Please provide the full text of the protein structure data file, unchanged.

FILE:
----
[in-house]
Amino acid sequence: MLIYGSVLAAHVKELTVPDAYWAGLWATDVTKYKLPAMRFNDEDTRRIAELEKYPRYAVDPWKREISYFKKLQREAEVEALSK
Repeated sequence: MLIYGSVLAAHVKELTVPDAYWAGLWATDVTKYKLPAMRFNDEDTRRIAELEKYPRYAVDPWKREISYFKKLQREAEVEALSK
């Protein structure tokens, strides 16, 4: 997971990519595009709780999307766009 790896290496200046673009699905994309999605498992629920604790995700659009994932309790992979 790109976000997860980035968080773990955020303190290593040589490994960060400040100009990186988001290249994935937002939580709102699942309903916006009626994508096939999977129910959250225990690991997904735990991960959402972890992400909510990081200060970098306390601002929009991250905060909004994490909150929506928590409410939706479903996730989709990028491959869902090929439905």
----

[in-house]
Amino acid sequence: MLIYGSVLAAHVKELTVPDAYWAGLWATDVTKYKLPAMRFNDEDTRRIAELEKYPRYAVDPWKREISYFKKLQREAEVEALSK
Repeated sequence: MLIYGSVLAAHVKELTVPDAYWAGLWATDVTKYKLPAMRFNDEDTRRIAELEKYPRYAVDPWKREISYFKKLQREAEVEALSK
């Protein structure tokens, strides 16, 4: 997971990519595009709780999307766009 790896290496200046673009699905994309999605498992629920604790995700659009994932309790992979 790109976000997860980035968080773990955020303190290593040589490994960060400040100009990186988001290249994935937002939580709102699942309903916006009626994508096939999977129910959250225990690991997904735990991960959402972890992400909510990081200060970098306390601002929009991250905060909004994490909150929506928590409410939706479903996730989709990028491959869902090929439905």